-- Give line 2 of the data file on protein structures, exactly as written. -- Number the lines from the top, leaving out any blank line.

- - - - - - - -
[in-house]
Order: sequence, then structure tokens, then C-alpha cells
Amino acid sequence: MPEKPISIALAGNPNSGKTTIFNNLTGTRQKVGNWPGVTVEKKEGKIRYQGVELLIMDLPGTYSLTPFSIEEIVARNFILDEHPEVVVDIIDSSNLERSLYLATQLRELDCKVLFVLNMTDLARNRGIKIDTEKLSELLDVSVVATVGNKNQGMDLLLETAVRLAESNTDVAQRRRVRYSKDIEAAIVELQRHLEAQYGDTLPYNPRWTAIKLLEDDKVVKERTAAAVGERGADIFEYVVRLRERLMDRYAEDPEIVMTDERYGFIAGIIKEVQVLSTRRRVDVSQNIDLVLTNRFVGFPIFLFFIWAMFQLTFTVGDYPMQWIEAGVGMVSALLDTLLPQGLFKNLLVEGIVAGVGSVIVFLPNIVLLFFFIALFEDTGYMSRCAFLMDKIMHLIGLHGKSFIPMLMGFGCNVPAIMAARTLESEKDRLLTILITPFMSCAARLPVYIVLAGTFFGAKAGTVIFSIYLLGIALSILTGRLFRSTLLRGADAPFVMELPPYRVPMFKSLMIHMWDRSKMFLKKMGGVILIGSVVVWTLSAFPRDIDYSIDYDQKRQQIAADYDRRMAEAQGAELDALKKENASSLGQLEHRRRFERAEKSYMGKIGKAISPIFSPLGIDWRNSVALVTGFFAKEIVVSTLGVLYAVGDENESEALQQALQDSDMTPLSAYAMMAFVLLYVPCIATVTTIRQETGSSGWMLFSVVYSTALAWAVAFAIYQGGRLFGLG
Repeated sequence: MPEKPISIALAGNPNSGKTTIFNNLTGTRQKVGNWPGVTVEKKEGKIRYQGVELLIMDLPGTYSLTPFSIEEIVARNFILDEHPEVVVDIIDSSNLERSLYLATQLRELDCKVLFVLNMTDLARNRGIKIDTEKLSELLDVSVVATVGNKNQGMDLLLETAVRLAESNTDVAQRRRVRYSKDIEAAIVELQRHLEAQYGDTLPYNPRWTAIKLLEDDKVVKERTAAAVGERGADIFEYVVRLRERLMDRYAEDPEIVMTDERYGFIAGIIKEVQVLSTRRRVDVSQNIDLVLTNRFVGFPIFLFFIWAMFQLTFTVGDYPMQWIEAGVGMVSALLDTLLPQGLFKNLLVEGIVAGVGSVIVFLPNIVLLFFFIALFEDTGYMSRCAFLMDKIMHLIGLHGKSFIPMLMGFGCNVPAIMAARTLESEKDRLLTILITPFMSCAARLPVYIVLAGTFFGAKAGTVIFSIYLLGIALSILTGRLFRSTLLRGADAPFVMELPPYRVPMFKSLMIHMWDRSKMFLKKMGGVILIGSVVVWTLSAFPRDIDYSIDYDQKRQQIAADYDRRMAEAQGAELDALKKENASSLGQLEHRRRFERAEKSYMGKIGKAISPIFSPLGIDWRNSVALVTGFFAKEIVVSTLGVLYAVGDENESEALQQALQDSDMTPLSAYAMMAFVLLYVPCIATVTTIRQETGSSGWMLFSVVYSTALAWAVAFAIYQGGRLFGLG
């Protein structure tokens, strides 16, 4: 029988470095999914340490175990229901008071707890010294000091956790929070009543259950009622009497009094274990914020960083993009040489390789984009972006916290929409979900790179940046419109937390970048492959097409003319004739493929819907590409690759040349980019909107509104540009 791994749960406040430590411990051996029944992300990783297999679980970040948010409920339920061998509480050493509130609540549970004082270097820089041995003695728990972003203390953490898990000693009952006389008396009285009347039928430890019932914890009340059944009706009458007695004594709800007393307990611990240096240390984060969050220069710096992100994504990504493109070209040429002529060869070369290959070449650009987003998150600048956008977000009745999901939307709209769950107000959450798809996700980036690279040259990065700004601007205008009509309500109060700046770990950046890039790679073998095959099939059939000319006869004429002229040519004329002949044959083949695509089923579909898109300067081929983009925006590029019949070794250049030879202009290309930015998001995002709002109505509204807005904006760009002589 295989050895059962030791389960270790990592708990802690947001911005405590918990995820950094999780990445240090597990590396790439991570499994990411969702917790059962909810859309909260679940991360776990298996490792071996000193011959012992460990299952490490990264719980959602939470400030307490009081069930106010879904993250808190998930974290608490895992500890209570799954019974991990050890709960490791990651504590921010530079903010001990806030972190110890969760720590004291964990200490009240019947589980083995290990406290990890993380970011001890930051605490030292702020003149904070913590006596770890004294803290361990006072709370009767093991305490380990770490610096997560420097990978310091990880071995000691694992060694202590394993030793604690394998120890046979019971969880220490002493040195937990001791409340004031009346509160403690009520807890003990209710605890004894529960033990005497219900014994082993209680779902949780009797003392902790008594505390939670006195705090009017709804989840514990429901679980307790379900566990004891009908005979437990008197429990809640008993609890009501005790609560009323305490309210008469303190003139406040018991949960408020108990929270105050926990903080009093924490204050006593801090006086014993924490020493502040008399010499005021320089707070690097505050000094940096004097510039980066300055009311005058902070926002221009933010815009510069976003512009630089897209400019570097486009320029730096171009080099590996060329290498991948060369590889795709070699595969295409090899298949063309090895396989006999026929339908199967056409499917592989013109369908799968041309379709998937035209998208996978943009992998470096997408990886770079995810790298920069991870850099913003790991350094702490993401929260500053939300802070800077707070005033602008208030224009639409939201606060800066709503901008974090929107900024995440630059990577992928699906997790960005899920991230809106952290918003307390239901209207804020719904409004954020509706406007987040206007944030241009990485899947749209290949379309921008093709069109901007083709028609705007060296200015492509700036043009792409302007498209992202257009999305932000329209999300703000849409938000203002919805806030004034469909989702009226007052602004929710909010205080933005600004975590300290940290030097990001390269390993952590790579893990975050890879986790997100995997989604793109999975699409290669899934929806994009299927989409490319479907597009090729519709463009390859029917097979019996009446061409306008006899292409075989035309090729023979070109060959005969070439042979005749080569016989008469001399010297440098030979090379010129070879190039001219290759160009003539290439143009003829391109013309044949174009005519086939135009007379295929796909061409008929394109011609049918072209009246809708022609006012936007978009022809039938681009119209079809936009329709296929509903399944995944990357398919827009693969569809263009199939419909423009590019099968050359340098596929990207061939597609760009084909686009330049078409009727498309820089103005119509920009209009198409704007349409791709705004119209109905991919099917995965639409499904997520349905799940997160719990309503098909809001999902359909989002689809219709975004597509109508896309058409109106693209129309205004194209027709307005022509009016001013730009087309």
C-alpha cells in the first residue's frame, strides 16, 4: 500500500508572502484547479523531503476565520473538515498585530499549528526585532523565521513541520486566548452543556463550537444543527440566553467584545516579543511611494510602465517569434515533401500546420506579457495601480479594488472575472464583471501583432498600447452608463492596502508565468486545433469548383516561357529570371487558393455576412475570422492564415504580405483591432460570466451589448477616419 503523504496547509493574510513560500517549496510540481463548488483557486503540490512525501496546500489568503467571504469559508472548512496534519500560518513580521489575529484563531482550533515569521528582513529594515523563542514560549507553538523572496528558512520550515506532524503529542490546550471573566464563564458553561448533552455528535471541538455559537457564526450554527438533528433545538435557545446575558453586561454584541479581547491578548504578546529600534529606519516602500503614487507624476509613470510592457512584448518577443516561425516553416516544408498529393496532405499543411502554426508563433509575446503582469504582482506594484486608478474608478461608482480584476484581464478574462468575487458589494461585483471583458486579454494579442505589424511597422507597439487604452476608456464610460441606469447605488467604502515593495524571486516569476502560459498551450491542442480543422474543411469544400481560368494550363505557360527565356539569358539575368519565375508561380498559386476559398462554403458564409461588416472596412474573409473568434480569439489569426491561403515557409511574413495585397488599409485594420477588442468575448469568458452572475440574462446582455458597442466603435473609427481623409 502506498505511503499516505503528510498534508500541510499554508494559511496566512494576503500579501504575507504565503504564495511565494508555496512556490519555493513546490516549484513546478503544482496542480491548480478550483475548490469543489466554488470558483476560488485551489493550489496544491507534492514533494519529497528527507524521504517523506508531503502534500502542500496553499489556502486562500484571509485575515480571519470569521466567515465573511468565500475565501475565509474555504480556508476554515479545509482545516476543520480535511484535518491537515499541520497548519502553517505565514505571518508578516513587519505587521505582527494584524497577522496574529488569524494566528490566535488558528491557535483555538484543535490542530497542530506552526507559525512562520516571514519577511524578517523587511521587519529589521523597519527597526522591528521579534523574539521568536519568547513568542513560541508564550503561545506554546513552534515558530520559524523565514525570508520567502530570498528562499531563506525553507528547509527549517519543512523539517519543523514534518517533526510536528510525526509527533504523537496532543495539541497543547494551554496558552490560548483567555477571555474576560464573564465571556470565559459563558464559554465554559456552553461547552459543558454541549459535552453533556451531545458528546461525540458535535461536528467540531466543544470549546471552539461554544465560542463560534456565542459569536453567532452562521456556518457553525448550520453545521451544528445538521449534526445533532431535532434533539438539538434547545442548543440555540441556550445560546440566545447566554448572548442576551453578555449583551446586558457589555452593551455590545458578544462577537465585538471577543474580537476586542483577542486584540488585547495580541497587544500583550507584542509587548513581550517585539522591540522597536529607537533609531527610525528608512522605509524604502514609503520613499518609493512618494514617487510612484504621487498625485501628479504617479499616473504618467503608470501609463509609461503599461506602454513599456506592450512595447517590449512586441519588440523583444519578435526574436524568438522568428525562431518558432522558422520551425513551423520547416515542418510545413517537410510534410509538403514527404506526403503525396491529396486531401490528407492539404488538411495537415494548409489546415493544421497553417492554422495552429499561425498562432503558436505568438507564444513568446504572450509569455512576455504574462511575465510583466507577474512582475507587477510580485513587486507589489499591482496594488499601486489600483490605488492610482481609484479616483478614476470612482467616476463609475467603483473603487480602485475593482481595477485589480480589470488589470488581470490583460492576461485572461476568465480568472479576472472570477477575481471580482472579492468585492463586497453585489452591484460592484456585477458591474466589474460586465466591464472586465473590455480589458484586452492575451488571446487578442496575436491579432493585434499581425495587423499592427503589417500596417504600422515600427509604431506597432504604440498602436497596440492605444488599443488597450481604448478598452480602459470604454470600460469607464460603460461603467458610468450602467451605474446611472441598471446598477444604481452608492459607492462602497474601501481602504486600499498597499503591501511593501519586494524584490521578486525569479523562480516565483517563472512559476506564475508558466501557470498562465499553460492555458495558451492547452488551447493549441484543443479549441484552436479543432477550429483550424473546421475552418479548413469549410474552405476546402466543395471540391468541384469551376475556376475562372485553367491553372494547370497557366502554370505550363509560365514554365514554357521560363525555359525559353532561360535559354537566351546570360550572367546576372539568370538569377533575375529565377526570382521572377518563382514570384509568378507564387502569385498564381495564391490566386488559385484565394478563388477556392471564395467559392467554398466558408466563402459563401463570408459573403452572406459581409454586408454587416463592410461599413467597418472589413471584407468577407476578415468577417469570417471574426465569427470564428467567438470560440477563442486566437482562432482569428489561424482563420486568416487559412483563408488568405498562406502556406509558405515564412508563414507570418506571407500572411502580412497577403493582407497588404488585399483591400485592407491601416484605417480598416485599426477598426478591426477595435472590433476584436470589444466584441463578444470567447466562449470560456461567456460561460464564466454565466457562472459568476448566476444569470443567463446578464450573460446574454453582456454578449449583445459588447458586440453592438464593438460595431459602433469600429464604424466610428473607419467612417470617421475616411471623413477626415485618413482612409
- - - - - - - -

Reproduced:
Order: sequence, then structure tokens, then C-alpha cells